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In the 800th anniversary year of the original Magna Carta, two barons will debate the need for a new Magna Carta at the 4th annual Bagehot Debate, run by the Bagehot Memorial Fund and held as part of the 2015 Langport Festival. The motion to be debated on the evening of Saturday 6 June at Huish Episcopi Academy will be ‘It’s time for a new Magna Carta“.

The Chair of the Bagehot Memorial Fund, Barry Winetrobe, said, “We wanted to mark the 800th anniversary of Magna Carta, and base the theme of our Debate around the issue of whether the UK needs a written constitution, as is often claimed, in place of the present ‘flexible’ uncodified constitution (or non-constitution).”

The motion to be debated on the evening of Saturday 6 June at Huish Episcopi Academy will be ‘It’s time for a new Magna Carta“. Speaking in favour of the motion is Lord Tyler, the former Liberal Democrat MP, Paul Tyler, and against the motion will be the Conservative peer Lord Norton of Louth, the Hull University professor of politics, Philip Norton. Both are highly respected figures in the constitutional reform world, and regular bloggers on current political and constitutional questions.

As has become the practice at the last two Bagehot Debates, the two guest speakers will be supported by two star debaters from the Academy’s Debating Society.

Barry said: “As the original 1215 Magna Carta was agreed between the King and a group of barons, we thought it would be wholly appropriate for the two speakers on a motion on a new Magna Carta to be barons too. With two such eminent constitutionalists as Lords Norton and Tyler, alongside the two Huish student debaters, we should have an entertaining and informative debate, which will be our contribution to the 800th anniversary celebrations.”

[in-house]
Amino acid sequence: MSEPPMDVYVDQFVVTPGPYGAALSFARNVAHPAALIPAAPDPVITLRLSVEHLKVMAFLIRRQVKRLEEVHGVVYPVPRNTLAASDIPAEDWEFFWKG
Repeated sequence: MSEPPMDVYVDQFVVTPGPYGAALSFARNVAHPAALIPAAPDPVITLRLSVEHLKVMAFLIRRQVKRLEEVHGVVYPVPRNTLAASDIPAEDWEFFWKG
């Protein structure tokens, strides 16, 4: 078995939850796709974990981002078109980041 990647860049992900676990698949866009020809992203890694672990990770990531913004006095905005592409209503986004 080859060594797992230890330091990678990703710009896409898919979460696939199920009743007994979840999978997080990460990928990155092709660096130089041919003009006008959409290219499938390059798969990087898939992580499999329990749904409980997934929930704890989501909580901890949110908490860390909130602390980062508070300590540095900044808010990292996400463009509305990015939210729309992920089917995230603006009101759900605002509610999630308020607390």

The debate will be chaired by Andrew Lee, editor of the Langport Leveller.

Walter Bagehot and Magna Carta

Walter Bagehot (1826-1877) of Langport, Somerset, the renowned Victorian constitutional and financial writer and long-time editor of The Economist, was the author of the classic The English Constitution (1867), still cited to this day. Bagehot described Magna Carta as “a great mixture of old and new; it was a sort of compact defining what was doubtful in floating custom, and was re-enacted over and over again. .. In truth, such great “charters” were rather treaties between different orders and factions, confirming ancient rights, or what claimed to be such, than laws in our ordinary sense.” More generally, he wrote, in his typical pithy way, that “.. an ancient and ever-altering constitution is like an old man who still wears with attached fondness clothes in the fashion of his youth: what you see of him is the same; what you do not see is wholly altered.”

The Bagehot Debate

The annual Bagehot Debate is designed to promote lively debate on an important topical issue, from the perspective of Walter Bagehot’s own expressed views. The first debate was held in 2012 (“The monarch should have greater powers”); the second in 2013 (“The United Kingdom needs Scotland”, with Tony Wright, former Labour MP and Chic Brodie, SNP MSP) and the third in 2014 (“Mass communication is the enemy of truth and knowledge”, with Donald Shell, former Senior Lecturer in Politics at Bristol University, and Ruth Dudley Edwards, the well-known journalist and novelist). The last two debates have also featured two students from our local Academy’s Debating Society, supporting the guest speakers, as part of the Fund’s policy of promoting engagement with young people locally. The Bagehot Debates take place during the annual Langport Festival.

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